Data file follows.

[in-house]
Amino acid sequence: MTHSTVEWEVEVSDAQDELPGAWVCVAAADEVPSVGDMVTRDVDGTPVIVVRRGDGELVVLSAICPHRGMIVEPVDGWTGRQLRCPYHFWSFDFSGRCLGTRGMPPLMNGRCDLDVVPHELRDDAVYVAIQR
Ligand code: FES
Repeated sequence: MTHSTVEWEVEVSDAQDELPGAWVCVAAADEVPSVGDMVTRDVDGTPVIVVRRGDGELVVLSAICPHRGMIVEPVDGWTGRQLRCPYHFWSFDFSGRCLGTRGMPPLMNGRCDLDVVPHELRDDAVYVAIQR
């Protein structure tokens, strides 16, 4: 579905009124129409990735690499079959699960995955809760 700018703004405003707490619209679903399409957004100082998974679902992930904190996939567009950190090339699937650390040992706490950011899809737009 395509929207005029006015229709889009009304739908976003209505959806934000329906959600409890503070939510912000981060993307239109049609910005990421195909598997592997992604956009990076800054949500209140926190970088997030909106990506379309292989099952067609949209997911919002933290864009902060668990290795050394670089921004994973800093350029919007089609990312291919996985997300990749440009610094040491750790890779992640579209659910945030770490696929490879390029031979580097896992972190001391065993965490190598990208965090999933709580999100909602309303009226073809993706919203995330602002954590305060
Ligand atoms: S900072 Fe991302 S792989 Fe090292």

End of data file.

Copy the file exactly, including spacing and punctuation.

[in-house]
Amino acid sequence: MTHSTVEWEVEVSDAQDELPGAWVCVAAADEVPSVGDMVTRDVDGTPVIVVRRGDGELVVLSAICPHRGMIVEPVDGWTGRQLRCPYHFWSFDFSGRCLGTRGMPPLMNGRCDLDVVPHELRDDAVYVAIQR
Ligand code: FES
Repeated sequence: MTHSTVEWEVEVSDAQDELPGAWVCVAAADEVPSVGDMVTRDVDGTPVIVVRRGDGELVVLSAICPHRGMIVEPVDGWTGRQLRCPYHFWSFDFSGRCLGTRGMPPLMNGRCDLDVVPHELRDDAVYVAIQR
């Protein structure tokens, strides 16, 4: 579905009124129409990735690499079959699960995955809760 700018703004405003707490619209679903399409957004100082998974679902992930904190996939567009950190090339699937650390040992706490950011899809737009 395509929207005029006015229709889009009304739908976003209505959806934000329906959600409890503070939510912000981060993307239109049609910005990421195909598997592997992604956009990076800054949500209140926190970088997030909106990506379309292989099952067609949209997911919002933290864009902060668990290795050394670089921004994973800093350029919007089609990312291919996985997300990749440009610094040491750790890779992640579209659910945030770490696929490879390029031979580097896992972190001391065993965490190598990208965090999933709580999100909602309303009226073809993706919203995330602002954590305060
Ligand atoms: S900072 Fe991302 S792989 Fe090292």